FDA issues policies to guide medical product developers addressing virus variants

Feb. 23, 2021

The U.S. Food and Drug Administration (FDA) issued guidances for medical product developers, specifically covering vaccines, diagnostics and therapeutics products, to address the emergence and potential future emergence of variants of SARS-CoV-2, the virus that causes COVID-19, announced FDA in a news release.

The FDA has anticipated the possible emergence of SARS-CoV-2 variants and has already been prepared to address changes in the virus, informed by the agency’s experience with evolving infectious diseases, such as influenza and HIV. While the FDA has already been communicating with individual medical product sponsors to provide information and scientific advice as they evaluate the impact of SARS-CoV-2 variants on their products, in the spirit of transparency and to continue to encourage public input on this important topic, the agency published this suite of guidances.

The FDA updated its October 2020 guidance, Emergency Use Authorization for Vaccines to Prevent COVID-19, to provide recommendations to vaccine developers, including those who have already received emergency use authorization (EUA) for their COVID-19 vaccines and are seeking to amend their EUA to address new variants. At this time, available information suggests that the FDA-authorized vaccines remain effective in protecting the American public against currently circulating strains of SARS-CoV-2. However, if there is an emergence of SARS-CoV-2 variant(s) in the U.S. that are moderately or fully resistant to the antibody response elicited by the current generation of COVID-19 vaccines, it may be necessary to tailor the vaccines to the variant(s).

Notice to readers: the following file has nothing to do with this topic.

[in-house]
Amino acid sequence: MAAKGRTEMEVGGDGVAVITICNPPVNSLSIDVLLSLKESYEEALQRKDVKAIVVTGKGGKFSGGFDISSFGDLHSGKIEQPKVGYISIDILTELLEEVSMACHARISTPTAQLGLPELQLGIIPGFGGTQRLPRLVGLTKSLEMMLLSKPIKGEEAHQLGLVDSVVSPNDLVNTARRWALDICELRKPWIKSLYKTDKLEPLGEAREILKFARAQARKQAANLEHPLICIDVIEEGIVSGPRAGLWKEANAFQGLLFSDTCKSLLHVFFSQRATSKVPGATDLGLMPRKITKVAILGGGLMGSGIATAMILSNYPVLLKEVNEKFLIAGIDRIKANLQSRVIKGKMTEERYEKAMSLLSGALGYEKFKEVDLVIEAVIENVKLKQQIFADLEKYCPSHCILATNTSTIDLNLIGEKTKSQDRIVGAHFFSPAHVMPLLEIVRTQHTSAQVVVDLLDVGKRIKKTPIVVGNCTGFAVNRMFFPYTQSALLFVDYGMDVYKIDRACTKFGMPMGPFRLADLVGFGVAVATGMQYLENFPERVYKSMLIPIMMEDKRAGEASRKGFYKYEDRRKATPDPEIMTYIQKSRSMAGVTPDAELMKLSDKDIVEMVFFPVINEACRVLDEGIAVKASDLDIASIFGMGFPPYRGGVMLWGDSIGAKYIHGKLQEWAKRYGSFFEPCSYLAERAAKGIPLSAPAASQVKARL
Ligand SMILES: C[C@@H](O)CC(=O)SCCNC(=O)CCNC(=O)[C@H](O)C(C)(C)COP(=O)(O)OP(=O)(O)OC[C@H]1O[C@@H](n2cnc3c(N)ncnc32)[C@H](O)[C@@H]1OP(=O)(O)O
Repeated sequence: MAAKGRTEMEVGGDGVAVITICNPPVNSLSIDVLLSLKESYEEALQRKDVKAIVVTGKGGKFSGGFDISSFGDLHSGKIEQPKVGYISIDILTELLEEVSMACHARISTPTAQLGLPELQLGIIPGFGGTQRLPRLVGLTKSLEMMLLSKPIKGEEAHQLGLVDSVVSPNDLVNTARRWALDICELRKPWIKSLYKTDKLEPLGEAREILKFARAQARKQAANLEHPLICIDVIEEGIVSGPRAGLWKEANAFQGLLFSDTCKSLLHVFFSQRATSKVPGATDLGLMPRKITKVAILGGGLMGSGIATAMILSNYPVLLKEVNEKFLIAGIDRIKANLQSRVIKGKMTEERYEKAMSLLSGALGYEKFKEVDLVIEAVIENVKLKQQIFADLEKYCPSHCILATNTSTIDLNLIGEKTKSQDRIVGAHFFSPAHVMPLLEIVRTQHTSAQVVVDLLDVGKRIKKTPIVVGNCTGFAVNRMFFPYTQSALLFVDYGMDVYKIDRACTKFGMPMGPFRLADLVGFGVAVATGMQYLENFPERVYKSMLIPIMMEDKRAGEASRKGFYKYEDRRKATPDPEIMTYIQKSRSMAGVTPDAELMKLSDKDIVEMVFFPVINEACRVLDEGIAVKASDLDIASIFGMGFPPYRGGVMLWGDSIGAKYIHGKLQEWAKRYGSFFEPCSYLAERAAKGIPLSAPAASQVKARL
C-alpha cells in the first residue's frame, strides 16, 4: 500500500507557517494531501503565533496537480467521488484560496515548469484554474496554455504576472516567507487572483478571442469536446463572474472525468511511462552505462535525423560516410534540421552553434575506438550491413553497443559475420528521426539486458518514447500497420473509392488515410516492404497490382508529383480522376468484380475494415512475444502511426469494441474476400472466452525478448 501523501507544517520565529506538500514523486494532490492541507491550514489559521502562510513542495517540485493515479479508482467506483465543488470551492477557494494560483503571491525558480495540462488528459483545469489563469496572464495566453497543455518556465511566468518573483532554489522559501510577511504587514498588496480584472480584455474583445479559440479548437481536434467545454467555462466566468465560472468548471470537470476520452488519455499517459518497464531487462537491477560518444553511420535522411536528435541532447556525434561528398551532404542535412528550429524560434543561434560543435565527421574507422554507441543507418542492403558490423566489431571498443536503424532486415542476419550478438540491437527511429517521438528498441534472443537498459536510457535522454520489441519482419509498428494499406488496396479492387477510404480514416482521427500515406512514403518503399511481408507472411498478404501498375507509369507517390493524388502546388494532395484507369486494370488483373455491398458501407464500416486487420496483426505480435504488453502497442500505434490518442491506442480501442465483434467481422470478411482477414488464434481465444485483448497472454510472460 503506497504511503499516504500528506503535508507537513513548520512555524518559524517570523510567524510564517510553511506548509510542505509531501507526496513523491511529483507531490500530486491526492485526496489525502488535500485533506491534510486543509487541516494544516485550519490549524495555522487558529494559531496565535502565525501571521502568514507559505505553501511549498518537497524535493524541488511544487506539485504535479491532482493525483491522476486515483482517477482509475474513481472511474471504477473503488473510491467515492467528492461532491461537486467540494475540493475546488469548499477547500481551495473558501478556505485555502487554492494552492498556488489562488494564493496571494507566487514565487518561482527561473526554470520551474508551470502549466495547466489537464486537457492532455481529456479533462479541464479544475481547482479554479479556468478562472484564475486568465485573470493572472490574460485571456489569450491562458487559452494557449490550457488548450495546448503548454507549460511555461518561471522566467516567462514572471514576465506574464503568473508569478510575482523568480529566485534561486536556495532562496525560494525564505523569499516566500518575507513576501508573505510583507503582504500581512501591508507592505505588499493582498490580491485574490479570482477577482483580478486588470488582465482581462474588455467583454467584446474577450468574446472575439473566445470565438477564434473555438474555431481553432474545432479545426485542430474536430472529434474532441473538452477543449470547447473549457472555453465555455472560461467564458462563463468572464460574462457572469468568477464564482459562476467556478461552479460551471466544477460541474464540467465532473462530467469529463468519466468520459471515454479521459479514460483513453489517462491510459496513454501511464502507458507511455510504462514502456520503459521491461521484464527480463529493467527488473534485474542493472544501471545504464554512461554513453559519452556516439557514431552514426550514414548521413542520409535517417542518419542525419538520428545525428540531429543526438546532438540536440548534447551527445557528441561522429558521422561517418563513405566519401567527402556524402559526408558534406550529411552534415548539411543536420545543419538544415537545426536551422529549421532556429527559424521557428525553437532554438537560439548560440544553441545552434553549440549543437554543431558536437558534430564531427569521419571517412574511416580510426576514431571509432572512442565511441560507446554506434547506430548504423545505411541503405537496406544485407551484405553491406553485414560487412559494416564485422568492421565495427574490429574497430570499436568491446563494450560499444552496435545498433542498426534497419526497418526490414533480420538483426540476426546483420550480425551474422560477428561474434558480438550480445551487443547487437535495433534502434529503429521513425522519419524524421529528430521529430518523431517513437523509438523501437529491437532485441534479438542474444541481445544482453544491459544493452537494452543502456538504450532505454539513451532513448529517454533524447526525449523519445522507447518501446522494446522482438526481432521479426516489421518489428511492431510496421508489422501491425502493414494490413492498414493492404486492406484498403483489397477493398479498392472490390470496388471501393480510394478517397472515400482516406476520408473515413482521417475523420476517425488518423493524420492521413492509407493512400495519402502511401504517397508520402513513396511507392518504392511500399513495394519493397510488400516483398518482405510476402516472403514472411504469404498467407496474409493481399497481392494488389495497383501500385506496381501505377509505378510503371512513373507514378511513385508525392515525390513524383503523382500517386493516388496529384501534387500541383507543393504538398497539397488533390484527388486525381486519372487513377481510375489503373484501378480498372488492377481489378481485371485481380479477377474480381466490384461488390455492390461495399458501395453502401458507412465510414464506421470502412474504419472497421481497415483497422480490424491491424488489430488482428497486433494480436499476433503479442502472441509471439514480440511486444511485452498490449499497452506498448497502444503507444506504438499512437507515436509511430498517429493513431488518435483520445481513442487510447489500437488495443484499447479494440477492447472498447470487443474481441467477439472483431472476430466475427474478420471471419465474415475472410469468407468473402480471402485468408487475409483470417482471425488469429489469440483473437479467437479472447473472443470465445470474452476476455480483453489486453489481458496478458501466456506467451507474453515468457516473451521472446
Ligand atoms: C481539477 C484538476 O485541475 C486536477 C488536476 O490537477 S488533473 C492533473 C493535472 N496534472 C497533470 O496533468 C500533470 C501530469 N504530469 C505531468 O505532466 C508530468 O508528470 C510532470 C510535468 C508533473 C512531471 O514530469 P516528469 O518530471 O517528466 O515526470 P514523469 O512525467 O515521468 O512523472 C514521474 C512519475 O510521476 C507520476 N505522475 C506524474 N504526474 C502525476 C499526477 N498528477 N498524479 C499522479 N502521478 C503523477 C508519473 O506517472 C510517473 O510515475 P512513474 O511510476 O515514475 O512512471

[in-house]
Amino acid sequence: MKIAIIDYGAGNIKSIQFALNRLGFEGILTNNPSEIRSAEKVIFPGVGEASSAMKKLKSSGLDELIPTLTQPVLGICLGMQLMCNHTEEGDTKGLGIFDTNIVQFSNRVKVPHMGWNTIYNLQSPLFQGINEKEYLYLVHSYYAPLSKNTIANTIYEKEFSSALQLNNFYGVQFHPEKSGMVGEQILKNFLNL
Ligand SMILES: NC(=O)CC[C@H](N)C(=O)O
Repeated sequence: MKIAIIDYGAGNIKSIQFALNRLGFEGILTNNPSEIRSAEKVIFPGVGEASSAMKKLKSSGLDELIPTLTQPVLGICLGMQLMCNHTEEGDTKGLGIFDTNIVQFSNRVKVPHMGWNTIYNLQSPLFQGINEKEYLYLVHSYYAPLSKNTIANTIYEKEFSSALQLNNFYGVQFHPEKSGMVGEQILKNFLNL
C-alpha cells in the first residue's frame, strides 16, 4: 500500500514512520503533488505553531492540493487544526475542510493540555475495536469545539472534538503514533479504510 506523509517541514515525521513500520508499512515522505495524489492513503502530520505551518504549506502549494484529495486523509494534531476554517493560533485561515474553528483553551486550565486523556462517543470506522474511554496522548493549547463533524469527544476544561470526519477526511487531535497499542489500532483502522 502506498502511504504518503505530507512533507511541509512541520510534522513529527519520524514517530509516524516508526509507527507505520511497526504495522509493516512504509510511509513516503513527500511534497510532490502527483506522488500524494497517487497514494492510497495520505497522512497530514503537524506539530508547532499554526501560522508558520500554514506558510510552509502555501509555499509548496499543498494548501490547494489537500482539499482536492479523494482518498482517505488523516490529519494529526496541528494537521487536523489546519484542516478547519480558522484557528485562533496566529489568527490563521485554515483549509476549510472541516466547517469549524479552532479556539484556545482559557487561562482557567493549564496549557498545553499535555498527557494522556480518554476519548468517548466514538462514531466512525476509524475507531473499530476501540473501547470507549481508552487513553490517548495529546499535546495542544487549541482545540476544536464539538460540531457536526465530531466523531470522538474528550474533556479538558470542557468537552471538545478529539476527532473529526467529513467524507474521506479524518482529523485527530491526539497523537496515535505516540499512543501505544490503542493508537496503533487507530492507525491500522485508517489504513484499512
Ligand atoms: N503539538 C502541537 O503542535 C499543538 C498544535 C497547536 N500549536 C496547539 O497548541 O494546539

The updated guidance outlines the FDA’s scientific recommendations for modifications to authorized vaccines. For example, the FDA expects that manufacturing information will remain generally the same for an authorized vaccine and a modified vaccine candidate from the same manufacturer. For clinical data, the guidance recommends that a determination of effectiveness be supported by data from clinical immunogenicity studies, which would compare a recipient’s immune response to virus variants induced by the modified vaccine against the immune response to the authorized vaccine. Manufacturers are also encouraged to study the modified vaccine in both naïve (non-vaccinated) individuals and in individuals previously vaccinated with the authorized vaccine. Additionally, the guidance outlines the FDA’s recommendations for assessments of safety to support an EUA for a modified vaccine. Finally, the guidance states that further discussions will be necessary to decide whether in the future, modified COVID-19 vaccines may be authorized without the need for clinical studies.